Soviet Congress Takes Hard Look at Georgian Killings
IN one of the most concentrated pieces of drama yet at the new Soviet parliament, a former party chief of Georgia on Tuesday described the involvement of high-level officials from Moscow in the decision to suppress a demonstration in which about 20 people died. Dzhumber Patiashvili, who resigned as Georgian Communist Party chief immediately after the killings, described how in early April he had informed two Politburo members about tension in Georgia. He then recounted how a deputy minister of defense was sent to the republic without his knowledge, how KGB troops were sent into the republic just before the killings, and how Gen. Igor Rodionov, commander of the Transcaucasian military region, firmly announced that he had been put in charge of the operation against the demonstrators.
The speech went a long way toward confirming the suspicions voiced by radical supporters of reform that the suppression of the demonstration was not simply a local blunder, but a decision taken by senior officials in Moscow in the absence of Mikhail Gorbachev, who was in London when the crisis blew up.
The debate was also remarkable for the way that the traditions of party secrecy broke down under new conditions of open and passionate debate. In the past such fights, if they ever happened, took place behind closed doors and in deep secrecy. But Tuesday's dispute between a three-star general and a member of the party Central Committee was carried live on nationwide television and radio.
Nationalist tensions began to rise again in Georgia in early April, Mr. Patiashvili told the congress this afternoon. Patiashvili says he informed two Politburo members, Viktor Chebrikov and Georgy Razumovsky, of this. Mr. Razumovsky, who is thought to be close to Gorbachev, holds overall responsibility for nationality issues. Mr. Chebrikov, one of the longest standing Politburo members, headed the KGB until last year. His public statements in the past have indicated a cautious and somewhat disciplinarian approach to reform.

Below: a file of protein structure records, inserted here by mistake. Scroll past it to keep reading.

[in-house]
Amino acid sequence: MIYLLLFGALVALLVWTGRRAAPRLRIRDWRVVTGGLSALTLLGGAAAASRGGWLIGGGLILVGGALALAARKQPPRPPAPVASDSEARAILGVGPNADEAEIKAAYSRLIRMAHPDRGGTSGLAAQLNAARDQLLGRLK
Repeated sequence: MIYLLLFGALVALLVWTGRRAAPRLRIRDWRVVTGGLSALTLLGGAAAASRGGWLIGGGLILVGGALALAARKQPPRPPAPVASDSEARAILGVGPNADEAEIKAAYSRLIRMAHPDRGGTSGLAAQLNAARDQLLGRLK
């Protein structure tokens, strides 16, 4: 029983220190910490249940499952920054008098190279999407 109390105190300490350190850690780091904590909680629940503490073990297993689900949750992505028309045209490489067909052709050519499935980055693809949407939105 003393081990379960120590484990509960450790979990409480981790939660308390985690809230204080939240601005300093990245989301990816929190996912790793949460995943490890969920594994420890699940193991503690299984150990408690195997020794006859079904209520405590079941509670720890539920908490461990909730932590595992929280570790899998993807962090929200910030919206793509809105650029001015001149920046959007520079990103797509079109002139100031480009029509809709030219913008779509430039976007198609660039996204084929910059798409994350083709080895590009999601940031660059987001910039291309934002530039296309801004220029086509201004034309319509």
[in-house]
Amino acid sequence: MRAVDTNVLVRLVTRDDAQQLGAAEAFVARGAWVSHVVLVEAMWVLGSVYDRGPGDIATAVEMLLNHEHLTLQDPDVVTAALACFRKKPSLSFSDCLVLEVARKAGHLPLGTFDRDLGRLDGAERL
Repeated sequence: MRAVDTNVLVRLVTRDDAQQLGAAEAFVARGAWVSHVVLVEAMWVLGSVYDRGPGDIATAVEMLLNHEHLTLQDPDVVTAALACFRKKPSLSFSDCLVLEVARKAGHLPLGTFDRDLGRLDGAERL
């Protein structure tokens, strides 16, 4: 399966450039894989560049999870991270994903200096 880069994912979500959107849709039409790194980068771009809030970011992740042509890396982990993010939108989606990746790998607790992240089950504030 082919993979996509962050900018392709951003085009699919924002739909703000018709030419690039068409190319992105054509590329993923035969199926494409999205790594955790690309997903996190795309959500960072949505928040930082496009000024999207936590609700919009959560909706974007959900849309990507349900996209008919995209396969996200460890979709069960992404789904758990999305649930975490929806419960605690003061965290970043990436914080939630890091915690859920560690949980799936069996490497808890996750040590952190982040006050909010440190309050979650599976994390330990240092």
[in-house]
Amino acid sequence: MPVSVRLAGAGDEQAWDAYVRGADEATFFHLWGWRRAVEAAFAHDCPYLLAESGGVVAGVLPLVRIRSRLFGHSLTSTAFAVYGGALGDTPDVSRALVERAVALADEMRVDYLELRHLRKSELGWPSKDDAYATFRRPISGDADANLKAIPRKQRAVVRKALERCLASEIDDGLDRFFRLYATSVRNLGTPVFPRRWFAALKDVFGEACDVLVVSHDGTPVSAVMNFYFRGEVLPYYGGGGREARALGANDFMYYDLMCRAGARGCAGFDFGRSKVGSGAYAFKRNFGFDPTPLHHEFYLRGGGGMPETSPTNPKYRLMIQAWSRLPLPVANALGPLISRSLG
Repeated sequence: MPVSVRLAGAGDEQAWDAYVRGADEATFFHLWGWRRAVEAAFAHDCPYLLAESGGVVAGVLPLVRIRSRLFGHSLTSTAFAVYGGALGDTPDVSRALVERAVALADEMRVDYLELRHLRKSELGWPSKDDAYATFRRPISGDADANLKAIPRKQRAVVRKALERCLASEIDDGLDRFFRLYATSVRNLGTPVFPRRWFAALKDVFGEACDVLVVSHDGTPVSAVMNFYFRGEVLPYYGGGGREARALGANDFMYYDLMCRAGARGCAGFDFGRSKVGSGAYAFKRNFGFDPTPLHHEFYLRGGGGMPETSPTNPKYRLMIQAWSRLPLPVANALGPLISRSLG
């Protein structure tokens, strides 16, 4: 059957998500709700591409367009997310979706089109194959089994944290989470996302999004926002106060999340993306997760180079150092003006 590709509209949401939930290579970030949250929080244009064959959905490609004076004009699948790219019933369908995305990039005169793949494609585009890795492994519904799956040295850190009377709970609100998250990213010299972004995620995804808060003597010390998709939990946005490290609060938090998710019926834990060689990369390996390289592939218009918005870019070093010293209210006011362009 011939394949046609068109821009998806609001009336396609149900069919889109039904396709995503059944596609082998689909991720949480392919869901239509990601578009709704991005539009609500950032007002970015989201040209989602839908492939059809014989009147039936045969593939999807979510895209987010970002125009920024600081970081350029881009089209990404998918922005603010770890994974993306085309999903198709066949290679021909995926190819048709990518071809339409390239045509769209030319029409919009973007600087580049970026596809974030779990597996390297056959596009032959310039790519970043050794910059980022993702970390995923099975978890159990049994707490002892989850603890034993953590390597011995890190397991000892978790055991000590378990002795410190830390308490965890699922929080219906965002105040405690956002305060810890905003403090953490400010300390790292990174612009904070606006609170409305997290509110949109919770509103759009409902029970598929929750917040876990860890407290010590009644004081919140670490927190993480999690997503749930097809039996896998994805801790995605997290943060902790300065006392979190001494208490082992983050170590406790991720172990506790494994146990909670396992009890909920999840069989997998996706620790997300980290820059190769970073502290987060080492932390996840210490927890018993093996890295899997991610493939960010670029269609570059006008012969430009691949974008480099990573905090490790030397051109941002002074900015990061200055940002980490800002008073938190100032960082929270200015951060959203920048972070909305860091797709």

A few days later, according to Patiashvili's chronology, the Soviet defense ministry and the KGB began to pay close attention to the unrest. On April 7 Defense Minister Dmitri Yazov told him that General Rodionov and First Deputy Defense Minister Konstantin Kochetov would soon be coming to see him. Patiashvili told the parliament that he had not been aware Kochetov, who is normally based in Moscow, was in the republic. And until the phone call, he thought that Rodionov was in Armenia. On the same day he was informed by the republic's KGB chief, Givi Gumbaridze (who succeeded Patiashvili as party chief after the killings) that a detachment of KGB troops was arriving in Georgia.
Patiashvili said that the Georgian party did not put Rodionov in charge of quashing the demonstration. Instead Rodionov, in the presence of deputy minister Kochetov, announced that he was taking control. Patiashvili said that he did not ask at the time who had given Rodionov the authority to do this. ``But I am asking it now.''
Along with representatives from the Interior Ministry in Moscow, Rodionov drew up plans to disperse the demonstration, Patiashvili said. The operation was supposed to be peaceful. Instead demonstrators were caught in a ring and cruelly beaten, he told the Congress.
Called on by members of Congress to explain his actions, Rodionov - also a member of parliament - said the crowd was anything but peaceful. ``It was a provocation, not a popular gathering,'' he said.
He admitted that gas had been used by the internal troops, armed units under the control of the Interior Ministry. He said soldiers had used spades when they moved against the demonstration. But he then attacked the media coverage of the killings, and asserted that senior military commanders had not been allowed to appear on television to explain what had happened.